Sándor Szilágyi about Writing the History of Photography
Reporter: Mihály Surányi
The need for a history of Hungarian photography crops up from time to time both in professional and amateur circles. At a conference named after the above subject and organised by the Hungarian Academy of Arts, Sándor Szilágyi outlined his proposal in brief. As he did not have an opportunity to elaborate on this extraordinary proposal at that time and place, Fotóművészet interviewed him on his ideas. Providing answers to the questions raised in the interview would be quintessential - their elaboration will be the task of the times ahead.

Balázs Zoltán Tóth: Bálint Flesch: From Documentarism to Arrangement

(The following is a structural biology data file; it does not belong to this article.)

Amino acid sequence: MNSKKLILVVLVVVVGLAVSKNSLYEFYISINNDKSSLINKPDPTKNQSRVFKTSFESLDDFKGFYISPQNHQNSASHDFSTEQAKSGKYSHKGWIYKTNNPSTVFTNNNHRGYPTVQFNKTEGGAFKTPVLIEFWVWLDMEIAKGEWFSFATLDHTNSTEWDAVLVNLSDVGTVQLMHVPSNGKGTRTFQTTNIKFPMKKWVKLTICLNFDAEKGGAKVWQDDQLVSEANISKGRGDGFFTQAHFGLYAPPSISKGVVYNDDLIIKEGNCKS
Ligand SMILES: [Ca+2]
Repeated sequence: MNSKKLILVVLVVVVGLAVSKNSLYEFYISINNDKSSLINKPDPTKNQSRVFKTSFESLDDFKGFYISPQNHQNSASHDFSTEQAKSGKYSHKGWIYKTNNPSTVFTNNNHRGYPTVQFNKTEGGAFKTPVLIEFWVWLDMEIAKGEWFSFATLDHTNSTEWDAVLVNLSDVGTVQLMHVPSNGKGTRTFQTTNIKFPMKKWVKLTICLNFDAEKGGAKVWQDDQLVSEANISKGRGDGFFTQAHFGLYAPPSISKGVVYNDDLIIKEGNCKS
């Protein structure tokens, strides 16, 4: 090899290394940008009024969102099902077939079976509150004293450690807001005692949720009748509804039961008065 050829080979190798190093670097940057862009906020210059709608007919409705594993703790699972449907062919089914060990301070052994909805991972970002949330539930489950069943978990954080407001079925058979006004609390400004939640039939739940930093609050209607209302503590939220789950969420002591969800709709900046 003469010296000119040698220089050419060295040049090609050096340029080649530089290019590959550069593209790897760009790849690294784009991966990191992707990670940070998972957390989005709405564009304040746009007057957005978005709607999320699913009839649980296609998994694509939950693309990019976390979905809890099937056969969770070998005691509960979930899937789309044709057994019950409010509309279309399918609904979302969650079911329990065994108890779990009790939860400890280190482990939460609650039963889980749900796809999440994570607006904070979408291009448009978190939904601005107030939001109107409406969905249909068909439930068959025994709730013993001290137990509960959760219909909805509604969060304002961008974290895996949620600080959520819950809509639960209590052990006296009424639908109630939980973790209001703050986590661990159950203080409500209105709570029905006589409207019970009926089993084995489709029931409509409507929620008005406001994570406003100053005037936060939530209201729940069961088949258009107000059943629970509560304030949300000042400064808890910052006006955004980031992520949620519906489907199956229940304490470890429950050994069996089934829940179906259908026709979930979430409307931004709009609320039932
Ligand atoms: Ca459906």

Bálint Flesch is a unique figure in Hungarian photography. His career followed the same path as that of numerous contemporaries: he was very active in the '70s and '80s and belonged to the most progressive group of Hungarian photographers, but then he put an end to his career as a photographer. Balázs Zoltán Tóth reviews Flesch's series and works, the curator of the exhibition organised by the artist's oeuvres in the Hungarian Museum of Photography.

Klára TŐRY: Comment to the book of Orsolya Péntek: A magyar fotó 1840-1989 (The Hungarian photography 1840-1989)
An attractive, richly illustrated book was published from Orsolya Péntek with the title: A Magyar fotó 1840-1989 /. In Klára Tory's recension, the author meticulously and passionately analysed the book partly from the methodology point of view and partly from the factual point of view. The detailed comment list, compiled by the author, is accessible online on the homepage of the magazine.